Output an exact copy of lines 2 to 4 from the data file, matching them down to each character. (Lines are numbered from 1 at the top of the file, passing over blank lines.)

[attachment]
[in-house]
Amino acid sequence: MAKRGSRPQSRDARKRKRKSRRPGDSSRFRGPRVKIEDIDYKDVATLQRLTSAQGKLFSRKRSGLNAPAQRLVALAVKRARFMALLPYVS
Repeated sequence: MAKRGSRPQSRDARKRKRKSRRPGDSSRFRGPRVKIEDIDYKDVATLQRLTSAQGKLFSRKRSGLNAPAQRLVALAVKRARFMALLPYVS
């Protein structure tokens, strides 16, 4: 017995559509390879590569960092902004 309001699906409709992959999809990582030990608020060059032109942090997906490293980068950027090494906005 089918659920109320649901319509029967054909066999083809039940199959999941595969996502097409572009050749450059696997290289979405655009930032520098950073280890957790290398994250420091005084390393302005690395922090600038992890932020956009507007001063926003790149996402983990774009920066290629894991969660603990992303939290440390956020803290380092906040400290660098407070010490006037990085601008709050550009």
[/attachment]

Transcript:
Amino acid sequence: MAKRGSRPQSRDARKRKRKSRRPGDSSRFRGPRVKIEDIDYKDVATLQRLTSAQGKLFSRKRSGLNAPAQRLVALAVKRARFMALLPYVS
Repeated sequence: MAKRGSRPQSRDARKRKRKSRRPGDSSRFRGPRVKIEDIDYKDVATLQRLTSAQGKLFSRKRSGLNAPAQRLVALAVKRARFMALLPYVS
């Protein structure tokens, strides 16, 4: 017995559509390879590569960092902004 309001699906409709992959999809990582030990608020060059032109942090997906490293980068950027090494906005 089918659920109320649901319509029967054909066999083809039940199959999941595969996502097409572009050749450059696997290289979405655009930032520098950073280890957790290398994250420091005084390393302005690395922090600038992890932020956009507007001063926003790149996402983990774009920066290629894991969660603990992303939290440390956020803290380092906040400290660098407070010490006037990085601008709050550009």